59 Section I

SOMETHING ABOUT LESSING

61

CHAPTER I

An Expression of Gratitude to Lessing

63 CHAPTER II

Possible and Actual Theses by Lessing 72

1. The subjective existing thinker is aware of the dialectic of communication 72

2. In his existence-relation to the truth, the existing subjective thinker is just as negative as positive, has just as much of the comic as he essentially has ofpathos, and is continually in a process of becoming, that is, striving 80 3. Lessing has said that contingent historical truths can never become a demonstration of eternal truths of reason, also that the transition whereby one will build an eternal truth on historical reports is a leap 93 4. Lessing has said: If God held all truth in his right hand and continual striving in his left, he would choose the latter 106

Contents

Vll

a. A logical system can be given

109 b. A system of existence cannot be given

118 Section II

THE SUBJECTIVE ISSUE, OR HOW SUBJECTIVITY

MUST BE CONSTITUTED IN ORDER THAT THE ISSUE CAN BE MANIFEST TO IT

127

CHAPTER I

Becoming Subjective What ethics would have to judge if becoming subjective were not the highest task assigned to a human being; what must be disregarded in a closer understanding of this task; examples of thinking oriented to becoming subjective

129

CHAPTER II

Subjective Truth, Inwardness; Truth Is Subjectivity

189

APPENDIX

A Glance at a Contemporary Effort in Danish Literature

251

CHAPTER III

Actual Subjectivity, Ethical Subjectivity; the Subjective Thinker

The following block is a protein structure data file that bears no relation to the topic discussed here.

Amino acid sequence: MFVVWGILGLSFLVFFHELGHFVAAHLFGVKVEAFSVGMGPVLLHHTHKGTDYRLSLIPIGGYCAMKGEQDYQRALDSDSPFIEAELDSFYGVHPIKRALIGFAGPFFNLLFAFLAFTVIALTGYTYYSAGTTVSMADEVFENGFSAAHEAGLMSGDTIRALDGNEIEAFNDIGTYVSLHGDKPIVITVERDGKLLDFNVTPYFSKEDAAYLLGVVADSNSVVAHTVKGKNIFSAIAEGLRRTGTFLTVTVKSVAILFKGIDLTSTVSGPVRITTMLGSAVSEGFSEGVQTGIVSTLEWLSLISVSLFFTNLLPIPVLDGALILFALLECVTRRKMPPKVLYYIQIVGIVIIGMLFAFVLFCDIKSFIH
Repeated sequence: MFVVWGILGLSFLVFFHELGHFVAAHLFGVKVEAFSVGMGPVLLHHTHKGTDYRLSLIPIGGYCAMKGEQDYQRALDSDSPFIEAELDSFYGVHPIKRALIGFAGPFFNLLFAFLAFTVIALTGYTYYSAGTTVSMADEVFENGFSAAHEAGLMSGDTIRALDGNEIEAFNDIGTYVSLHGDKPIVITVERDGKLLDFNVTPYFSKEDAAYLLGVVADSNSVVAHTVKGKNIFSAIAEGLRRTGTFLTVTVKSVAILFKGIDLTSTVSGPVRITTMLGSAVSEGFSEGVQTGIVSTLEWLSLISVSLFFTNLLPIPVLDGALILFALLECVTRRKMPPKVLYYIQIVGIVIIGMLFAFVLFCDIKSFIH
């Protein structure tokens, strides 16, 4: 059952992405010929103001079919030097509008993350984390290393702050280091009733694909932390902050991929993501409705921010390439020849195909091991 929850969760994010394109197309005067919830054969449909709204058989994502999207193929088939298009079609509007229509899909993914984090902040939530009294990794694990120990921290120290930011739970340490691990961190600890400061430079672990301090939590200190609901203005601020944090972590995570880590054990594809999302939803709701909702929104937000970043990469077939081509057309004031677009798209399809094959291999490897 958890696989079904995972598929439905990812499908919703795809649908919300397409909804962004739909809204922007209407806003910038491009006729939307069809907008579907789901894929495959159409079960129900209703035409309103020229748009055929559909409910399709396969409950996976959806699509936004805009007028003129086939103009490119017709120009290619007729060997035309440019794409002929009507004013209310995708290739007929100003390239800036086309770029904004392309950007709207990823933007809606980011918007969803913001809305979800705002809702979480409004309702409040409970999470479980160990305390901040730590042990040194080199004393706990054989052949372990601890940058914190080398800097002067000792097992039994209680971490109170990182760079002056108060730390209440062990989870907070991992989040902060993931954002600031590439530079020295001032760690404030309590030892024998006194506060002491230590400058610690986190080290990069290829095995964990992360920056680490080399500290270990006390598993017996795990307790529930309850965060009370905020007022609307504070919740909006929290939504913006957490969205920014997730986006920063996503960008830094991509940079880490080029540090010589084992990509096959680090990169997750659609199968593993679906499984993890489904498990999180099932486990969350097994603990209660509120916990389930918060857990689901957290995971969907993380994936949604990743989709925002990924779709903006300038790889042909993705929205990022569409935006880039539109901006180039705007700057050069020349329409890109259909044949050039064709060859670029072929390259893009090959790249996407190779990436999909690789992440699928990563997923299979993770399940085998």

§ 1. What It Means to Exist; Actuality 301

§ 2. Possibility Superior to Actuality; Actuality Superior to Possibility; Poetic and Intellectual Ideality; Ethical Ideality

318

viii

Contents

§ 3. The Contemporaneity oj the Particular Elements oj Subjectivity in the Existing Subjective Individual; Contemporaneity as the Opposite oj the Speculative Process

§ 4. The Subjective Thinker; His Task, His Form, That Is, His Style 343

349

The Issue in Fragments: How Can an Eternal Happiness Be Built on Historical Knowledge? CHAPTER IV

For Orientation in the Plan of Fragments DMSIONI

§ 1. That the Point oJDeparture Was Taken in Paganism, and Why 361 § 2. The Importance oja Preliminary Agreement about What Christianity Is BeJore There Can Be Any Question oja Mediation oJChristianity and Speculative Thought; the Absence ojan Agreement Favors Mediation, Although Its Absence Renders Mediation Illusory; the Supervention ojan Agreement Prevents Mediation 369 § 3. The Issue in Fragments as an Introductory Issue, not to Christianity but to Becoming a Christian 381 DIVISION 2

The Issue Itself The individual's eternal happiness is decided in time through a relation to something historical that furthermore is historical in such a way that its composition includes that which according to its nature cannot become historical and consequently must become that by virtue of the absurd